A regional bank, a fast-food chain and a midstream energy company have reason to pop the Champagne corks after posting large gains in stock prices among Oklahoma companies in 2012.
The Oklahoman's review of more than 40 publicly traded state companies found about one-third had positive stock growth in 2012.
Southwest Bancorp Inc., the holding company for Stillwater National Bank, led all Oklahoma stocks with a gain of 88 percent in 2012. The stock closed at $11.20 on Monday, up from $5.96 a year ago. Drive-in chain Sonic Corp. ended the year at $10.41, a 55 percent increase from a year ago when it was $6.73.
Rose Rock Midstream LP, a partnership tied to Tulsa's SemGroup Corp., gained about 53 percent for the year and closed at $31.47 on Monday. SemGroup itself came in a close fourth, with a 50 percent increase in its share price in 2012.
At the other end, the worst-performing Oklahoma stocks were Apco Oil and Gas International Inc. (down 85 percent), GMX Resources Inc. (down 60 percent) and Syntroleum Corp. (down 59 percent).
All three major stock indexes declined in the fourth quarter but still posted solid growth for the entire year. The Dow ended the year up 7 percent, and the S&P 500 rose 13 percent. The Nasdaq index rose 16 percent in 2012.
Jake Dollarhide, CEO of Tulsa-based Longbow Asset Management Co., said it was a “weird” year for the market, with an election year, bad news from Europe and a slow recovery in the U.S. economy all factoring into investors' decisions.
“As bad as things have been, in the end, it was a good market year,” Dollarhide said. “We had solid, double-digit returns pretty much from the stock market. If you had read all the headlines, you would have thought we would have been down 8 or 9 percent.”
Lower commodity prices kept many of the state's energy companies from posting solid gains in stock price in 2012, Dollarhide said.
“For the most part, the energy sector had a weak year,” he said. “The big home-runner hitters in the energy sector have been the exploration and production companies. That wasn't the case this year as commodity prices went lower across the board for both oil and natural gas. It was more the midstream companies, the pipeline companies, the processing companies, like Rose Rock and SemGroup, who had a good year.”
Gulfport Energy Corp., Matrix Service Co. and Access Midstream Partners LP all posted stock gains of more than 15 percent for 2012.
Meanwhile, Continental Resources Inc. shares increased 10 percent. Share prices for OGE Energy Corp., ONEOK Inc. and Williams Cos. Inc. were essentially flat for the year. Devon Energy Corp. shares fell 16 percent, SandRidge Energy Inc. declined 22 percent and shares of Chesapeake Energy Corp. fell 25 percent in 2012.
The worst-performing stock, Apco Oil and Gas, was battered by news earlier in the year that the Argentine government nationalized the operations of several private, foreign companies with assets in the South American country. Apco, with operations in Argentina and Colombia, wasn't affected by the nationalization move, but investors were jittery nonetheless.
“It was a tough year for oil and gas, but if you had a specific international risk tied to it that didn't go your way, it was an even tougher year for investors,” Dollarhide said.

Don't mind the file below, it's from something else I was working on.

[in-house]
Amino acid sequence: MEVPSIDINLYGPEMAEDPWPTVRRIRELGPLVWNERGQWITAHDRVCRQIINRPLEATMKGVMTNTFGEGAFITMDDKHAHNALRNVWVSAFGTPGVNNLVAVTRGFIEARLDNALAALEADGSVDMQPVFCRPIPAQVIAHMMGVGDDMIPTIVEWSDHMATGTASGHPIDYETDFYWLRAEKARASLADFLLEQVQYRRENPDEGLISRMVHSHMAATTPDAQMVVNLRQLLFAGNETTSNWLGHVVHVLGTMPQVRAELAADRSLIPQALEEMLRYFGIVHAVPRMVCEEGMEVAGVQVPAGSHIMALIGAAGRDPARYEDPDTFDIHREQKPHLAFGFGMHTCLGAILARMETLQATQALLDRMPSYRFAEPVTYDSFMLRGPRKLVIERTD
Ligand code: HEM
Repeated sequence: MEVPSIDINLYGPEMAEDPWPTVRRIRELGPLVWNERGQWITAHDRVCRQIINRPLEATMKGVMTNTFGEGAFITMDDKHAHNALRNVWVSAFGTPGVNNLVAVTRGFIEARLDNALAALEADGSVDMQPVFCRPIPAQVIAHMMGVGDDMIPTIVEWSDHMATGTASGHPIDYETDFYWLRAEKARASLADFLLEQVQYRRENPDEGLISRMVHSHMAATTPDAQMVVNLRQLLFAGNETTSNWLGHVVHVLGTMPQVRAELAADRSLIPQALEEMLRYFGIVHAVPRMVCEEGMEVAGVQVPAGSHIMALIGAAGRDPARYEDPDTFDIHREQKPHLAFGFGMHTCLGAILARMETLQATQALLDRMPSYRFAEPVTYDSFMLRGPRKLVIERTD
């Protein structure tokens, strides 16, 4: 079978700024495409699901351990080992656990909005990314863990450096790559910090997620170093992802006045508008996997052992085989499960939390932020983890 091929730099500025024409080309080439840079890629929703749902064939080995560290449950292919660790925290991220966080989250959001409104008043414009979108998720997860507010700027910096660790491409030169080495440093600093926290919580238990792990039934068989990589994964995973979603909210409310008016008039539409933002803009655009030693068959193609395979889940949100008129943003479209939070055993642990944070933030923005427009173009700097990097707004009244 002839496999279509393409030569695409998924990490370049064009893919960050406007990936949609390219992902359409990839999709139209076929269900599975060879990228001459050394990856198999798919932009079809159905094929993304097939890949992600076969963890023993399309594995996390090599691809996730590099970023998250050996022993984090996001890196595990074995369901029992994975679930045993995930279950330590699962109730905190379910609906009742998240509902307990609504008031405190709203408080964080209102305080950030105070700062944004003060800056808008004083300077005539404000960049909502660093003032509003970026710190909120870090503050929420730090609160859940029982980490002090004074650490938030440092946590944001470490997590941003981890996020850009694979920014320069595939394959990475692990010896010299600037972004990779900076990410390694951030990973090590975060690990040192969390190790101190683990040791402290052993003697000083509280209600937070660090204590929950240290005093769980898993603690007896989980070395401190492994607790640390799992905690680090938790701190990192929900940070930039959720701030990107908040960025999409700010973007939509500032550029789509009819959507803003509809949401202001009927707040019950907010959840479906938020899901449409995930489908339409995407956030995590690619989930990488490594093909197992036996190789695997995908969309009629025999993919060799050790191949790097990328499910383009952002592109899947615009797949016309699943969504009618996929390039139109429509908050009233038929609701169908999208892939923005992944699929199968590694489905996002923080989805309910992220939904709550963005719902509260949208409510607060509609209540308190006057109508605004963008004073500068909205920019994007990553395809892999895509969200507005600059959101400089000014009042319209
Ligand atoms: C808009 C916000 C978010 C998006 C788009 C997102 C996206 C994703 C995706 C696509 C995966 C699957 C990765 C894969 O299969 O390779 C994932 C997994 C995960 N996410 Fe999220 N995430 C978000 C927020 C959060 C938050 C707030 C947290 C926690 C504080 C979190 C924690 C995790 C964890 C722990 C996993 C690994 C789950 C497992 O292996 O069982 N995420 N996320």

Outside of its strong stock market performance in 2012, Southwest Bancorp has had an active year as its board and management continue to clean up the bank's balance sheet. The company sold off a troubled loan portfolio in late 2011. In August, it paid off a $70 million Troubled Asset Relief Program loan from the U.S. Treasury taken out in the wake of the 2008 financial crisis.
Southwest Bancorp resumed paying dividends in the summer and named longtime Bank of Oklahoma executive Mark Funke its new president and CEO in September.
Joe Shockley, executive vice president and chief financial officer, said investors are taking note of the bank's performance.
“The management team and board have taken some bold but necessary steps to move the company forward,” Shockley said. “Anytime you announce those types of actions, including new management, there's a level of optimism.”
With some internal challenges out of the way, Shockley said the bank will refocus its marketing efforts in the coming year.
“Certain investors have seen those actions and seen the company is still well-capitalized,” he said. “Candidly, with the stock still trading at a discount to book value, some investors obviously feel that it could be a good entry point. We hope that's the case, and we hope to do our best to continue to improve the company throughout 2013.”
For 2013, Dollarhide said the U.S. stock market is poised for solid growth if domestic issues get worked out in Congress. That will be despite world events that have shaped markets in the last few years.
“Things like Europe will still exist, worries about a slowdown in China will still exist,” Dollarhide said. “Once we get past the ‘fiscal cliff,' there will be the debt ceiling and all year we'll be talking about the tax code. But if the snow clears, this could be a very good year if the economy grows faster than it did this past year. That could help commodity prices and demand for oil and gas, which will help our publicly traded state companies do better.
“Typically, the first year of an incumbent president's second term can be very good for the market. Short of anything surprising or shocking, it could be a very good year once we get through January and the first part of the year.”
1. Southwest Bancorp Inc.
2. Sonic Corp.
3. Rose Rock Midstream LP
1. Apco Oil and Gas International Inc.
2. GMX Resources Inc.
3. Syntroleum Corp.